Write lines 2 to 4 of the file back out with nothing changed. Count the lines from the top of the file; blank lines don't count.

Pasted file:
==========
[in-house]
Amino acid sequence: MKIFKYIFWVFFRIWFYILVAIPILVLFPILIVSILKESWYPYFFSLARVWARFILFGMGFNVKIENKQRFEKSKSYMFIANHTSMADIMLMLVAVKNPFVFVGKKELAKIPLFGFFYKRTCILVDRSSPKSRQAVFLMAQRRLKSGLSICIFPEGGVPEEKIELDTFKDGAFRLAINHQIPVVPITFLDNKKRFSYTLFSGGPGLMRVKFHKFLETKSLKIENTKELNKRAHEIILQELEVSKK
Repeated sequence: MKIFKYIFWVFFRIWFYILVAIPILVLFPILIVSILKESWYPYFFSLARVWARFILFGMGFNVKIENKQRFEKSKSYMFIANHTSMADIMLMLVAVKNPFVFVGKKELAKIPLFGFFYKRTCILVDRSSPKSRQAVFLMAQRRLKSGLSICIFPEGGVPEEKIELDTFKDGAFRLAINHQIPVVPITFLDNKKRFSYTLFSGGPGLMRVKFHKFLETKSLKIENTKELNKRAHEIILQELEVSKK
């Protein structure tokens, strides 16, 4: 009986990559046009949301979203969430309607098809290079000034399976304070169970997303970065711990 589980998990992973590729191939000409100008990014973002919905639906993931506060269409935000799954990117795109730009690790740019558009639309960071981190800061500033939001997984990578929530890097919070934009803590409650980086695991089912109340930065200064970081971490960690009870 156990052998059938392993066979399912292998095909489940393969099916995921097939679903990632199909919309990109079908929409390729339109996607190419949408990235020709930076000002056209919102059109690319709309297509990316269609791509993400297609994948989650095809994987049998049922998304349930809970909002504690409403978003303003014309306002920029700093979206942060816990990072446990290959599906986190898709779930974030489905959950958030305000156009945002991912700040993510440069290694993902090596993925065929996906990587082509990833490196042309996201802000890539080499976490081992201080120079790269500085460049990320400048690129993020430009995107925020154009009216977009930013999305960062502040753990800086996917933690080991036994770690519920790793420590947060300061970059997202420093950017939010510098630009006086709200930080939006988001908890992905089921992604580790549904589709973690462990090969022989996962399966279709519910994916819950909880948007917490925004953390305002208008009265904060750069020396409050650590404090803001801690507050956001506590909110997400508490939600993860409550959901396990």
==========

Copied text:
Amino acid sequence: MKIFKYIFWVFFRIWFYILVAIPILVLFPILIVSILKESWYPYFFSLARVWARFILFGMGFNVKIENKQRFEKSKSYMFIANHTSMADIMLMLVAVKNPFVFVGKKELAKIPLFGFFYKRTCILVDRSSPKSRQAVFLMAQRRLKSGLSICIFPEGGVPEEKIELDTFKDGAFRLAINHQIPVVPITFLDNKKRFSYTLFSGGPGLMRVKFHKFLETKSLKIENTKELNKRAHEIILQELEVSKK
Repeated sequence: MKIFKYIFWVFFRIWFYILVAIPILVLFPILIVSILKESWYPYFFSLARVWARFILFGMGFNVKIENKQRFEKSKSYMFIANHTSMADIMLMLVAVKNPFVFVGKKELAKIPLFGFFYKRTCILVDRSSPKSRQAVFLMAQRRLKSGLSICIFPEGGVPEEKIELDTFKDGAFRLAINHQIPVVPITFLDNKKRFSYTLFSGGPGLMRVKFHKFLETKSLKIENTKELNKRAHEIILQELEVSKK
């Protein structure tokens, strides 16, 4: 009986990559046009949301979203969430309607098809290079000034399976304070169970997303970065711990 589980998990992973590729191939000409100008990014973002919905639906993931506060269409935000799954990117795109730009690790740019558009639309960071981190800061500033939001997984990578929530890097919070934009803590409650980086695991089912109340930065200064970081971490960690009870 156990052998059938392993066979399912292998095909489940393969099916995921097939679903990632199909919309990109079908929409390729339109996607190419949408990235020709930076000002056209919102059109690319709309297509990316269609791509993400297609994948989650095809994987049998049922998304349930809970909002504690409403978003303003014309306002920029700093979206942060816990990072446990290959599906986190898709779930974030489905959950958030305000156009945002991912700040993510440069290694993902090596993925065929996906990587082509990833490196042309996201802000890539080499976490081992201080120079790269500085460049990320400048690129993020430009995107925020154009009216977009930013999305960062502040753990800086996917933690080991036994770690519920790793420590947060300061970059997202420093950017939010510098630009006086709200930080939006988001908890992905089921992604580790549904589709973690462990090969022989996962399966279709519910994916819950909880948007917490925004953390305002208008009265904060750069020396409050650590404090803001801690507050956001506590909110997400508490939600993860409550959901396990």